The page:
My seventh graders have been struggling to display positive behaviors during Art (and every other subject at my school). Every once in a while, you teach a group of students that is just really, really difficult. I have no explanation for it. . .And, I’m on year two of this particular group. Individually, they are an awesome group of kids (whom I love), but collectively they can really make my eye twitch. Like, a lot. Oh, well, there is also the fact that my seventh grade class sizes are 42 students and 43 students, respectively (think that might contribute?!).
Since there have been so many seventh grade hallway fights and incidences of inappropriate touch (you can only imagine what I can’t write about!), I’ve taken to running a really tight, specific, ship during my seventh grade Art block. It isn’t really my teaching style to be so draconian, but I have to be able to keep everyone safe too. The students come in, sit down, and they do not leave their seats until I dismiss them. Every material they need is provided to them, and clean-up consists of what they can do from their seat. It makes for a lot more more, planning, and prep for me. . .But, it is soo worth it to have a productive and safe seventh grade block.
As such, I’ve had to change quite a few of the planned lessons for this year. This particular project was a mash up of “what can they do from their seat,” and “what random stuff can I use in the supply closet?” My students have been begging to paint, so I threw together this little project to give them a taste of everything. Also, I wanted them to focus on honing their drawing skills (I like to introduce realism-based drawing skills via the grid-drawing method), but I didn’t want to spend three days on drawing grids (you know it happens). I made up a quick little trick to avoid drawing grids. woot! Oh, also, the beginning collage part of this project is inspired by this project from That Artist Woman (read her blog now!).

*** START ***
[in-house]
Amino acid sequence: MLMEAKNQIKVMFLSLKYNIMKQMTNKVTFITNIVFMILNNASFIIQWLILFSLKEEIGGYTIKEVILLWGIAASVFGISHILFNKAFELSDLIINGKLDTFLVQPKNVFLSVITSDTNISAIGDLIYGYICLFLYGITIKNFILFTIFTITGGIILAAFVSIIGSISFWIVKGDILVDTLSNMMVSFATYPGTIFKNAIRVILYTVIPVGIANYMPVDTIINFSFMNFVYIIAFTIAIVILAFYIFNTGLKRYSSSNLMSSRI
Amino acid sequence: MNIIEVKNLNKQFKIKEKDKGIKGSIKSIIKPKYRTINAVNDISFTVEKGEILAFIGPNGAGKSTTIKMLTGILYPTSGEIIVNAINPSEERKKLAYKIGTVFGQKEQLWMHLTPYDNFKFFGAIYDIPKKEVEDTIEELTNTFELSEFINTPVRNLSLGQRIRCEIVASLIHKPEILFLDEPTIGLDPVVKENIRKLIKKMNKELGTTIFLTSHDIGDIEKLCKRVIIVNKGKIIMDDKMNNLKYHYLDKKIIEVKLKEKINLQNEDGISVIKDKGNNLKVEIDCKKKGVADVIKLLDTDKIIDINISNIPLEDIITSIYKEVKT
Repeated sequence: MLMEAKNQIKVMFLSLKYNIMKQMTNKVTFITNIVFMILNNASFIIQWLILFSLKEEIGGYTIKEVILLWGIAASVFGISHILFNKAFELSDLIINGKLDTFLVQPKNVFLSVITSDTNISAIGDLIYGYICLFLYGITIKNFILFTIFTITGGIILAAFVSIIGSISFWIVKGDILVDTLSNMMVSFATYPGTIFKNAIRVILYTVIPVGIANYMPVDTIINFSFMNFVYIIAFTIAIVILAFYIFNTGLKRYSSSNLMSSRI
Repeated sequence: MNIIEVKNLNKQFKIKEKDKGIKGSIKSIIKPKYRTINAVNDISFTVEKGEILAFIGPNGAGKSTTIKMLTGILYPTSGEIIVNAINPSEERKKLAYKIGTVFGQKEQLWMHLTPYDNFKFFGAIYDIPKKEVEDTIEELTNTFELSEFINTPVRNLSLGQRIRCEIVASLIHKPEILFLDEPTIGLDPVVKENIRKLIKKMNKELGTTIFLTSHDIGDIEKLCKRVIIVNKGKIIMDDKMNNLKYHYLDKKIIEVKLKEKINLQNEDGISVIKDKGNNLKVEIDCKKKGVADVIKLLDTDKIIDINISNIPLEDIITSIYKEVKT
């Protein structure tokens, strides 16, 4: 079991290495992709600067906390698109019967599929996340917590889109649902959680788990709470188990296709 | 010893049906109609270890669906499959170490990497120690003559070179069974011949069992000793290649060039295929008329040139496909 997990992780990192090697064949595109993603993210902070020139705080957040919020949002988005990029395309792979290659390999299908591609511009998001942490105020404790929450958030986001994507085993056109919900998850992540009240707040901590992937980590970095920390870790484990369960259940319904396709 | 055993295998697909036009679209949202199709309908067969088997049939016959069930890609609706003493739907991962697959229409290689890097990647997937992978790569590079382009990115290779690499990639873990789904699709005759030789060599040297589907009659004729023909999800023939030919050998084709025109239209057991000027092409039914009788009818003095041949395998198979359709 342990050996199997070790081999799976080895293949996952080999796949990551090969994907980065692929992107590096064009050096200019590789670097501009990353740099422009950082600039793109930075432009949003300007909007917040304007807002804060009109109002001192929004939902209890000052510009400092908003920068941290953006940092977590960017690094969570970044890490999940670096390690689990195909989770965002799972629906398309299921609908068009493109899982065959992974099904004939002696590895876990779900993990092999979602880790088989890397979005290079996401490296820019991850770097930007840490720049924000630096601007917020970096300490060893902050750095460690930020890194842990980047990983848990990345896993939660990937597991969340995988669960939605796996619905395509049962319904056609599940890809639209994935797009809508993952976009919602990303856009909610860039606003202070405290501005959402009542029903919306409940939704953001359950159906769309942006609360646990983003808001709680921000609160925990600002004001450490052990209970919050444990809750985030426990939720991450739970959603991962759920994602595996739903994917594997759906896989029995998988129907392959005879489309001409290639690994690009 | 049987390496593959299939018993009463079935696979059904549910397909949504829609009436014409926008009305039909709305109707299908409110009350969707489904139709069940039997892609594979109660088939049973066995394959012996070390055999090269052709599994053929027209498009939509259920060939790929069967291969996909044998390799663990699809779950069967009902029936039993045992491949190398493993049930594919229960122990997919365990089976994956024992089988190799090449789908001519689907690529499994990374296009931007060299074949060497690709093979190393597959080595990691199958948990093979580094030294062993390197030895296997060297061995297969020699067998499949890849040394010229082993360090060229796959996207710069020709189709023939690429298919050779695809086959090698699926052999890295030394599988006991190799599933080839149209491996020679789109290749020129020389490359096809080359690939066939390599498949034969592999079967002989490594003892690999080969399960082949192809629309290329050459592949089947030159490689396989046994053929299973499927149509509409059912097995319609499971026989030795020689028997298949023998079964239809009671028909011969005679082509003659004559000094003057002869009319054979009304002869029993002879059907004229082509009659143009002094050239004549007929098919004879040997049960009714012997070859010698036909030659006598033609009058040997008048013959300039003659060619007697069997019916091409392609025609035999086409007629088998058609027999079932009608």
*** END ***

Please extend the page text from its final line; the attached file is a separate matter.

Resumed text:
-clear overhead transparencies (remember those?)
-white copy paper
-leftover pieces of matboard that are too small to use for mats
-gesso (I had an old can, but also made a mix of white tempera/glue/water when I ran out)
-4″ x 6″ black and white photos of student faces
|The dry materials needed, yo.|
Take a picture of each student’s face. Print out 4″ x 6″ on copy paper. Print out a 4″x6″ rectangle 0.5″ grid for each student on white paper (you can get 2 per page, I also lightened the gird a lot for the white paper print-out). Print out a 4″x6″ grid on clear transparency for each student (you can get 2 per page). You will need all of this later.
Students cut out images from magazines that they liked, represented them, and/or spoke to them in some manner and glued them to their board.
Students coated their collaged board with a thin coat of gesso.
Students painted a gradient with cake tempera. I had my choose between yellow-red or blue-purple.
|It makes more sense when you see a picture, yes?|
Students lined up their clear transparency grid on top of their picture print-out. Students used the “grid-method” to draw their face onto their white grid paper.
Students trace faces with permanent marker.
Students cut out faces.
Students glued faces to dried board.
Students cut out the letters of their first name from magazines, and glued to board.
My students got very serious about their drawings once they realized that 1) they had to draw themselves, and 2) I told them I was going to “hang up every single one!” (but, no, not really).